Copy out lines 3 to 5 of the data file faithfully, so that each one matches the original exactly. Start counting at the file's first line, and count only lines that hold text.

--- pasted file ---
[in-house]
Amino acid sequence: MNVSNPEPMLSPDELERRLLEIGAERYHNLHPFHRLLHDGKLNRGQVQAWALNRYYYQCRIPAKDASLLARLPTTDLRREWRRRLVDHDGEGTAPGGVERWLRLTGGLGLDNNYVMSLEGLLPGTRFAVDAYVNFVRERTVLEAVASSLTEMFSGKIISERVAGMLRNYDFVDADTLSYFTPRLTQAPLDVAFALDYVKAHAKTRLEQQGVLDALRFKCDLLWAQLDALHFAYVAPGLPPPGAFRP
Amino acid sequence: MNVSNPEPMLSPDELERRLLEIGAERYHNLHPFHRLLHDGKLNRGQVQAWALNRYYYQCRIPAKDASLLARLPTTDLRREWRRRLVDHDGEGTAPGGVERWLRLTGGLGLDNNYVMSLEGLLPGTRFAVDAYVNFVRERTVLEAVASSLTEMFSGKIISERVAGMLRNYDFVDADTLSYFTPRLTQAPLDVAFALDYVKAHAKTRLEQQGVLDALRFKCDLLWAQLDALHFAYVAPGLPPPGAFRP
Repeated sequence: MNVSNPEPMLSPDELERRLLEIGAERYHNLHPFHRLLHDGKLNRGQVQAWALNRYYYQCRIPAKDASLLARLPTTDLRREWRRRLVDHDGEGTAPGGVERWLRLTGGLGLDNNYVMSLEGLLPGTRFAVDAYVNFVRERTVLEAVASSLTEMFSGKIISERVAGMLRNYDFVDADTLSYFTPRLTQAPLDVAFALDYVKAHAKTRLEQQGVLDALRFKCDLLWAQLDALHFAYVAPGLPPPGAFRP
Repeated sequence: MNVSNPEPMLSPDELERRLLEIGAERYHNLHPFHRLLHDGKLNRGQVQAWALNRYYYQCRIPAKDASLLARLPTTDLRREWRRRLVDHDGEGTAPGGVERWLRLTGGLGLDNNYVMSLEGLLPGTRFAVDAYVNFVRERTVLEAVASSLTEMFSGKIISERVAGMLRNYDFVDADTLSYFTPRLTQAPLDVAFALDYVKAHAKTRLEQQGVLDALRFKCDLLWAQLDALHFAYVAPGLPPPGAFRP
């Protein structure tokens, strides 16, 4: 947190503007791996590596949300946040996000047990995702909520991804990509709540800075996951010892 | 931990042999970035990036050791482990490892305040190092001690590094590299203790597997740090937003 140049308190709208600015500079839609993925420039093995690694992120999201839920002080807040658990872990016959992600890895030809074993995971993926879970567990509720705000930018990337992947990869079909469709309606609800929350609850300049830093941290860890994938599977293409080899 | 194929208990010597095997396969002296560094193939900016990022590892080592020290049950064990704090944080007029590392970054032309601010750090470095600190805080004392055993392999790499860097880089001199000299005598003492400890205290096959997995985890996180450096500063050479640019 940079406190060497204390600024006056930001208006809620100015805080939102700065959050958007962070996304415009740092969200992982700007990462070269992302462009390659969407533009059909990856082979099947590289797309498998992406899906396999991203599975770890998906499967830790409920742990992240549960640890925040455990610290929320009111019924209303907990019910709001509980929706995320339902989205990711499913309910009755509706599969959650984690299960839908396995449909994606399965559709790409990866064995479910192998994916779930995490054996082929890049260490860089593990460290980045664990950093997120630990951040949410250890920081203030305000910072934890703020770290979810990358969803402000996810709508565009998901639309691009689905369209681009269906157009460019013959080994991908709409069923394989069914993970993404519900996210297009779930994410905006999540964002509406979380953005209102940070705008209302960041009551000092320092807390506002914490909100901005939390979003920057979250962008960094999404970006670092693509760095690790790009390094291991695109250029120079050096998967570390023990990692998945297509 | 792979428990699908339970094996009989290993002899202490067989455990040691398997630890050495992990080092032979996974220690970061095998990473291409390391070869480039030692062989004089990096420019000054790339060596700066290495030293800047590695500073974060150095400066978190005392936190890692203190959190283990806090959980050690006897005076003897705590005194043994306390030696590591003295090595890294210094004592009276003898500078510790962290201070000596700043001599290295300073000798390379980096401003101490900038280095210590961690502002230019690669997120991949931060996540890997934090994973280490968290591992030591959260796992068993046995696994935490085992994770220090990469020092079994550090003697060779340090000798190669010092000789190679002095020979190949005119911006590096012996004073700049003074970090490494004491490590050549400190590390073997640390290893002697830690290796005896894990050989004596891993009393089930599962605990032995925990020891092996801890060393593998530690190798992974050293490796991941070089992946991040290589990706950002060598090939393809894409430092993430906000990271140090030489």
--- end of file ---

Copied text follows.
Amino acid sequence: MNVSNPEPMLSPDELERRLLEIGAERYHNLHPFHRLLHDGKLNRGQVQAWALNRYYYQCRIPAKDASLLARLPTTDLRREWRRRLVDHDGEGTAPGGVERWLRLTGGLGLDNNYVMSLEGLLPGTRFAVDAYVNFVRERTVLEAVASSLTEMFSGKIISERVAGMLRNYDFVDADTLSYFTPRLTQAPLDVAFALDYVKAHAKTRLEQQGVLDALRFKCDLLWAQLDALHFAYVAPGLPPPGAFRP
Repeated sequence: MNVSNPEPMLSPDELERRLLEIGAERYHNLHPFHRLLHDGKLNRGQVQAWALNRYYYQCRIPAKDASLLARLPTTDLRREWRRRLVDHDGEGTAPGGVERWLRLTGGLGLDNNYVMSLEGLLPGTRFAVDAYVNFVRERTVLEAVASSLTEMFSGKIISERVAGMLRNYDFVDADTLSYFTPRLTQAPLDVAFALDYVKAHAKTRLEQQGVLDALRFKCDLLWAQLDALHFAYVAPGLPPPGAFRP
Repeated sequence: MNVSNPEPMLSPDELERRLLEIGAERYHNLHPFHRLLHDGKLNRGQVQAWALNRYYYQCRIPAKDASLLARLPTTDLRREWRRRLVDHDGEGTAPGGVERWLRLTGGLGLDNNYVMSLEGLLPGTRFAVDAYVNFVRERTVLEAVASSLTEMFSGKIISERVAGMLRNYDFVDADTLSYFTPRLTQAPLDVAFALDYVKAHAKTRLEQQGVLDALRFKCDLLWAQLDALHFAYVAPGLPPPGAFRP